Hope Dance was well represented throughout the event. In addition to DeBruyn and Flinn, those attending included faculty member Angie Yetzke, assistant professor of dance; Hope dance student Catharine Lewis, a junior from Fairlawn, Ohio; and multiple dance alumni currently working in the field of dance education: Cathy Tharin (’78), Terri Vaughan (’91), Kathleen Dominiak (’95), Sandy Federico (’96), Jessica VanOort (’98), Jessica Mumford (’05) Chelsea Harkelroad (’11), Arye Shannon-Carmichael (’11) and Jennifer Muisenga (’12).
Her participation supported by a DeLong scholarship, Lewis noted that she valued the opportunity to meet and network with dance-education professionals from around the country, and gaining insights that will continue to inform her not only during the rest of her time at Hope but beyond.
“My time at NDEO was extremely beneficial, inspiring, and transformative, not only because I was able to network with standout professionals in the field of dance education, but also because I was able to represent Hope College when one of my mentors and role models, Maxine DeBruyn, was honored with the Lifetime Achievement Award at the conference’s closing dinner,” said Lewis, who is pursuing a comprehensive education K-8 major with minors in dance elementary education and special education (emphasis on the emotionally impaired).
“This was my second year attending the conference and I can honestly say that being a part of this experience has taught me so much about believing in myself and what I contribute to the field already,” she said. “In the four short days I spent in Phoenix with my professors, mentors, peers, and friends, I was truly enriched as a dancer and educator, not to mention I've since returned to Holland with an extensive number of teaching ideas to add to my arsenal.”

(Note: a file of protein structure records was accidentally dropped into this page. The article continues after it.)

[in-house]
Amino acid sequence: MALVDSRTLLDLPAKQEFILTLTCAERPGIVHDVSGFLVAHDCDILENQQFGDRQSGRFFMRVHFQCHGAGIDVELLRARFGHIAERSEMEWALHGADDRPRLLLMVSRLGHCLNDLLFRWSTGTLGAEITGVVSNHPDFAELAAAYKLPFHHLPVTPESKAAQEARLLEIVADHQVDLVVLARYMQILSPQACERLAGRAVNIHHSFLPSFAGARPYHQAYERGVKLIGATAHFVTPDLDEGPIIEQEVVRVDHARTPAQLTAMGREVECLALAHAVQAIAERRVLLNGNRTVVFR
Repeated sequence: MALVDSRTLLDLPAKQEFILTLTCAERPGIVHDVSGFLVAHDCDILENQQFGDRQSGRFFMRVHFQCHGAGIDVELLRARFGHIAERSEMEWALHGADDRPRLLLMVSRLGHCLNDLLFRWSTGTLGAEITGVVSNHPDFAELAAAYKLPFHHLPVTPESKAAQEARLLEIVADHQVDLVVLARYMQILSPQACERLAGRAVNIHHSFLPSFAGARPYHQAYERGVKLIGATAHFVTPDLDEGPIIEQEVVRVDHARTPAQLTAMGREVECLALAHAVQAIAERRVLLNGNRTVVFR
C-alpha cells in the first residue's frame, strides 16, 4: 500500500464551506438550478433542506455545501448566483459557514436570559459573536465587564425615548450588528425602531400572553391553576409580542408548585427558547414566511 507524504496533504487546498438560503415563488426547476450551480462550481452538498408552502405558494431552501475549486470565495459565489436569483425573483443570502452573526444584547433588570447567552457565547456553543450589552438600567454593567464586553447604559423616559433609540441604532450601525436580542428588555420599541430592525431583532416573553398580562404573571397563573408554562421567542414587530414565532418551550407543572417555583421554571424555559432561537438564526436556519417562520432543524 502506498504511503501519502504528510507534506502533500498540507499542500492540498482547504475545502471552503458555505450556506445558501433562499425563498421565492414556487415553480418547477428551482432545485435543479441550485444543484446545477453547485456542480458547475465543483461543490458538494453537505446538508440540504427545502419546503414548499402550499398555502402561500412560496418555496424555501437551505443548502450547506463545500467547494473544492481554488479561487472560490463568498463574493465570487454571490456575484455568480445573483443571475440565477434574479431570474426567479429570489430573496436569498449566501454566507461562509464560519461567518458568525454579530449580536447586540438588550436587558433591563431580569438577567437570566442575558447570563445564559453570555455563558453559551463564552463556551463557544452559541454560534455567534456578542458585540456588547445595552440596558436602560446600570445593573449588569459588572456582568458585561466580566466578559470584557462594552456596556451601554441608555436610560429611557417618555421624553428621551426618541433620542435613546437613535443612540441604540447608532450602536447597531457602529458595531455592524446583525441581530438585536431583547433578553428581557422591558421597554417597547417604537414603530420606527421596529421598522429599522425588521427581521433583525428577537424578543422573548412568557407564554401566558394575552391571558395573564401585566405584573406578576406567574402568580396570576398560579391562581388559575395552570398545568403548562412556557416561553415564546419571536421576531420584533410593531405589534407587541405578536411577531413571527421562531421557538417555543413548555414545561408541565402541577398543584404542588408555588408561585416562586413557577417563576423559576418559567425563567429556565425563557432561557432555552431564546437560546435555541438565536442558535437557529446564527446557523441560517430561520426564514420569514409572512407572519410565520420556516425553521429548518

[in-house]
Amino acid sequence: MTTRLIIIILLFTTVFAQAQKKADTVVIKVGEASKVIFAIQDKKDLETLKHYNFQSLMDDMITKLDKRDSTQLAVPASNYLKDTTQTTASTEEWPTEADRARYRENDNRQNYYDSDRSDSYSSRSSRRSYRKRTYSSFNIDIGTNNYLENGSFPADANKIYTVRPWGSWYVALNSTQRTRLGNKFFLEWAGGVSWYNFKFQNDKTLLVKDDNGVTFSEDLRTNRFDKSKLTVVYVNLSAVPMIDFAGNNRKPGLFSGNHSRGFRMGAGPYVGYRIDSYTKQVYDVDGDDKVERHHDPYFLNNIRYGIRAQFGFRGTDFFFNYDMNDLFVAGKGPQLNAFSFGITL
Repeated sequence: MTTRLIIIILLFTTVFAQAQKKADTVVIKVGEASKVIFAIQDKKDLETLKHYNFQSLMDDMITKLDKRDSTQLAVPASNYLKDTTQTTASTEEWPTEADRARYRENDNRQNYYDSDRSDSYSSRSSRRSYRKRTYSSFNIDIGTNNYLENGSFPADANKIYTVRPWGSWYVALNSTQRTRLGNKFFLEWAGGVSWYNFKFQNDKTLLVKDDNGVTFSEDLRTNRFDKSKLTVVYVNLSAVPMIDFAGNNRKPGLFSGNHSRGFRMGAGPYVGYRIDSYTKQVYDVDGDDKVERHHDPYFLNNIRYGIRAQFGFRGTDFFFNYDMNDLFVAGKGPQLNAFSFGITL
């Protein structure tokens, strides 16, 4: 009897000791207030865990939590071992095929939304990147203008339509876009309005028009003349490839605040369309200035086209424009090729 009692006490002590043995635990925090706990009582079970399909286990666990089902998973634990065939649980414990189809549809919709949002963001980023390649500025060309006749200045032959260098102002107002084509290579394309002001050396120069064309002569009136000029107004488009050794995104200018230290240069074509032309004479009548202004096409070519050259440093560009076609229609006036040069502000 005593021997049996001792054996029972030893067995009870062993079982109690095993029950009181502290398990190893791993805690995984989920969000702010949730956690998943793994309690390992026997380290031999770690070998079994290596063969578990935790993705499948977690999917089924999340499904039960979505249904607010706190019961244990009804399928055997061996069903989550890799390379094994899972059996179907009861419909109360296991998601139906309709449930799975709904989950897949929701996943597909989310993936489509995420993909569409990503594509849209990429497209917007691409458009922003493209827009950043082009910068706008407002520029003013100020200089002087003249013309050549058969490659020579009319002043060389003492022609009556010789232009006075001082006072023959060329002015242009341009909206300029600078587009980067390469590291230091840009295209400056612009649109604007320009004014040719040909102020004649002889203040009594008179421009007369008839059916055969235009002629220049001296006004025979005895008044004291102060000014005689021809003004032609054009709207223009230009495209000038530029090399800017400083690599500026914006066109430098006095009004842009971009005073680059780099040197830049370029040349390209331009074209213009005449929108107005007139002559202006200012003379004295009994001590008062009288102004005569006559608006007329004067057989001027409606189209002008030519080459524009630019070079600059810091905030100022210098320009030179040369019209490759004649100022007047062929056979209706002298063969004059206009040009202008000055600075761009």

The meeting of international practitioners was directed, as IADMS explains, “to those involved with the health care, education, administration and supervision of dancers, including physicians, physical therapists, allied health professionals, alternative health care practitioners, psychologists, arts administrators, artistic directors, choreographers, educators, scientists, movement specialists and dancers.”
Hope Dance was well represented. Supported by DeLong scholarships, Hope dance students Madison LaChance, a senior from Battle Creek, Kjersten McKinniss, a junior from Mansfield, Ohio, and Christina Sarosiek, a senior from Green Bay, Wisconsin, attended, and had the chance to hear from and connect with professionals from around the world—including alums Kathleen Davenport (’04), who as the head physician for the Miami Ballet was one of the presenters; Ashley Ghose (’02); and Kim Karpanty (’85).